Why all cis allies should have pronouns in their bio

Name tags with pronouns specified

I'm not kidding, everyone should have pronouns in their bio, if it's safe for them to do so. Yes, even if you're cis (= not trans). Yes, even if you're famous and everyone knows your gender already.

Here's why:

(Note: If you're trans and not yet ready to come out, don't feel pressured! This post is for the cis allies 😉)

Because addressing people the way they prefer is just basic decency.

You wouldn't call Ashley “Samantha” just because you like that name more or because “she looks like a Samantha to you”. Or even if she does have the name “Samantha” in her birth certificate but she absolutely hates it and prefers to use “Ashley”.

And it's the exact same story with pronouns – if you don't want to be rude towards someone, please address them properly. The only difference is that we usually know names, but not pronouns. We introduce ourselves with a name, but not pronouns. Let's change that 😉

Because gender ≠ expression ≠ pronouns.

There's people who look manly while being women (either cis on trans), there's he lesbians, there's nonbinary people using binary pronouns for different reasons, etc. etc. Seing a picture of someone's face doesn't automaticly mean you you'll be right when you assume their pronouns.

Because it normalises doing so.

Sharing their pronouns is very important for trans, nonbinary and gender nonconforming people. Alas, it also exposes and singles us out. But if cis people do the same, it means the world for us. It makes us feel more confortable, safe and welcome.

Because it shows support.

Even if your friends or fans know very well that you're a cis man, adding this “he/him” to your profile still gives them a very important information – that you support the trans community and those struggling with their gender identity.

Your support is important. Especially if you're well known and influential.

Because it reduces confusion.

Talking to someone who looks androgynous and you don't know how to address them without offending them? Normalisation of giving pronouns and asking about pronous comes to rescue!

Because it's positive and harmless.

Seriously, there's just upsides and no downsides. 😉

related posts:

Polska gramatyka jest skomplikowana i silnie zgenderyzowana. Nie oznacza to jednak, że niemożliwe jest używanie innych form niż „on” i „ona”.

To narzędzie udostępnia linki do przykładów użycia (w prostych zdaniach oraz w literaturze, prasie, filmach i serialach) zaimków i innych form płciowych – nie tylko normatywnych „on” i „ona”, lecz także form niebinarnych.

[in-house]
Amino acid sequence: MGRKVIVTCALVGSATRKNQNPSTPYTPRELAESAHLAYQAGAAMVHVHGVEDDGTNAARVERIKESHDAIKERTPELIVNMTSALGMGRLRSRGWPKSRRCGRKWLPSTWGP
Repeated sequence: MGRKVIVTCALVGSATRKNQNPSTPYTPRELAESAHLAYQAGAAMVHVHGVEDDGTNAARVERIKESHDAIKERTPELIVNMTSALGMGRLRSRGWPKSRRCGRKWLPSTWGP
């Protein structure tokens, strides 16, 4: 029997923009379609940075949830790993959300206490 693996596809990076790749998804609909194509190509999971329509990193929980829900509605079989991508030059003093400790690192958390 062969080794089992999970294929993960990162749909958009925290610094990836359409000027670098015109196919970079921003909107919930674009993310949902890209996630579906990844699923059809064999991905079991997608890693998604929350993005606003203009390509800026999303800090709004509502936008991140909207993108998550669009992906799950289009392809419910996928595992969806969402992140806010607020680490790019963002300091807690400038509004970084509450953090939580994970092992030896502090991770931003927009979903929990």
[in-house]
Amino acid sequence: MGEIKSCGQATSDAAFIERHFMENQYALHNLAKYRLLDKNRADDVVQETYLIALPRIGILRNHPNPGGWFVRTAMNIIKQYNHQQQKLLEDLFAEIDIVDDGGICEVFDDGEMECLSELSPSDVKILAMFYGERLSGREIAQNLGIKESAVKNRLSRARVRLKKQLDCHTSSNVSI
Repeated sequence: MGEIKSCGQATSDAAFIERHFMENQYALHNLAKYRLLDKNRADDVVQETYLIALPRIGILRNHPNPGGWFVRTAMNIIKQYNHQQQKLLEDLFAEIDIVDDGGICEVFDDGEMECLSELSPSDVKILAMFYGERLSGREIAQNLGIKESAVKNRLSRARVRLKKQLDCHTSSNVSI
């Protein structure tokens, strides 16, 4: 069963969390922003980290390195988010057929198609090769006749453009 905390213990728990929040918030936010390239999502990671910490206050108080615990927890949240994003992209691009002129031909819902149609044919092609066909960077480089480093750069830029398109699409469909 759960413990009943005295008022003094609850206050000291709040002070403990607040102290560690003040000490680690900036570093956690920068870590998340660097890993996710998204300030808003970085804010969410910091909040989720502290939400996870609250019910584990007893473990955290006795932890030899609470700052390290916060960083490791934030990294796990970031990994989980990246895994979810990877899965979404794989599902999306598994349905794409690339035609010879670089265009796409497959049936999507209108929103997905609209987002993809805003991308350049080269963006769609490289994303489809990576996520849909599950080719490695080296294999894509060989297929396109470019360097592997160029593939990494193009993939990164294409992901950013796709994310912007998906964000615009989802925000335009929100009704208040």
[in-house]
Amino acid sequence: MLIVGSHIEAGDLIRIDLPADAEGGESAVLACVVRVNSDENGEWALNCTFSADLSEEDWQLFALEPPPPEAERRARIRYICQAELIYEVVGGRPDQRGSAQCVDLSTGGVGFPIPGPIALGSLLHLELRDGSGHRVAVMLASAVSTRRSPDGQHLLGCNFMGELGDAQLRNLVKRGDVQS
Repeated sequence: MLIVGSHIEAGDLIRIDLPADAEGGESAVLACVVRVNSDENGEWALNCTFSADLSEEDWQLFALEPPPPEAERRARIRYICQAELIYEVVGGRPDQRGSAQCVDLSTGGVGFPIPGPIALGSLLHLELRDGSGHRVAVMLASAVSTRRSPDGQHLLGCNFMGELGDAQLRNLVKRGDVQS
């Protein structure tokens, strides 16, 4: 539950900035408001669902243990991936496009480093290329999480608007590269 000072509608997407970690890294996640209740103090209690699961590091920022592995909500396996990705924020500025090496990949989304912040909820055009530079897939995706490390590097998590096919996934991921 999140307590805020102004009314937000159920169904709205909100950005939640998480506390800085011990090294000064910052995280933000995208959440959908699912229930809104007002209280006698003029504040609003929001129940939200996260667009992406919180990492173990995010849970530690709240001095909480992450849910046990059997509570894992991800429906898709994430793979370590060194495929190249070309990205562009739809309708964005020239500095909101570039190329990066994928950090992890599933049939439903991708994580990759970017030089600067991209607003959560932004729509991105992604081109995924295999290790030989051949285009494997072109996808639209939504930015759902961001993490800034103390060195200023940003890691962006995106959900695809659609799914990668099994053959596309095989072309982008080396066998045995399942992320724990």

continue reading… zaimki.pl pronouns.page gitlab.com/Avris/Zaimki

We all have pronouns. They're those words that we use instead of calling someone by their name every time we mention them. Most people use “he/him” and “she/her”, so we automatically assume which one to call them based on someone's looks. But it's actually not that simple…

Gender is complicated. Some people “don't look like” their gender. Some prefer being called in a different way from what you'd assume. Some people don't fit into the boxes of “male” or “female” and prefer more neutral language.

This tool lets you share a link to your pronouns, with example sentences, so that you can show people how you like to be called.

zaimki.pl pronouns.page gitlab.com/Avris/Zaimki
Tęczowa flaga Polski

Polszczyzna, jak każdy żywy język, nieustannie się zmienia i ewoluuje.

W kwestii inkluywności płciowej obserwujemy na przykład trend powrotu do używania feminatywów. I choć jest to świetne dla reprezentacji kobiet w przestrzeni publicznej, to do neutralnej płciowo polszczyzny jeszcze daleka droga.

Osobom niebinarnym ciężko jest się odnaleźć w binarnym do bólu języku polskim.

continue reading…
(~10 min read)

It’s sad, being a member of a minoritised community and seeing some of its members turn against the others. Like in case of that twitter discussion on whether or not “weird looking” people and drag queens should be allowed to represent us, or even mention publicly that they are queer, for fear of giving us a bad reputation.

I used to be that asshole who answers “no” to this question.

continue reading…
(~2 min read)
A picture of myself

#IAmNonbinary is trending on Twitter. Next to beautiful pictures and inspiring stories of nonbinary folks, there’s also tons of hateful replies. Apart from the usual phobic comments, there’s also some idiotic requirements. Haters reproach people that they aren’t andogynous enough, or that they aren’t using “they/them” pronouns, etc, etc.

Oh for fuck’s sake. You’re missing the entire point.

continue reading…
(~2 min read)

It’s #ComingOutDay, so I feel like I should tell you something...

Here it goes...


I’m queer af 😱

I know, I know, but please try to contain your shock 😅

continue reading…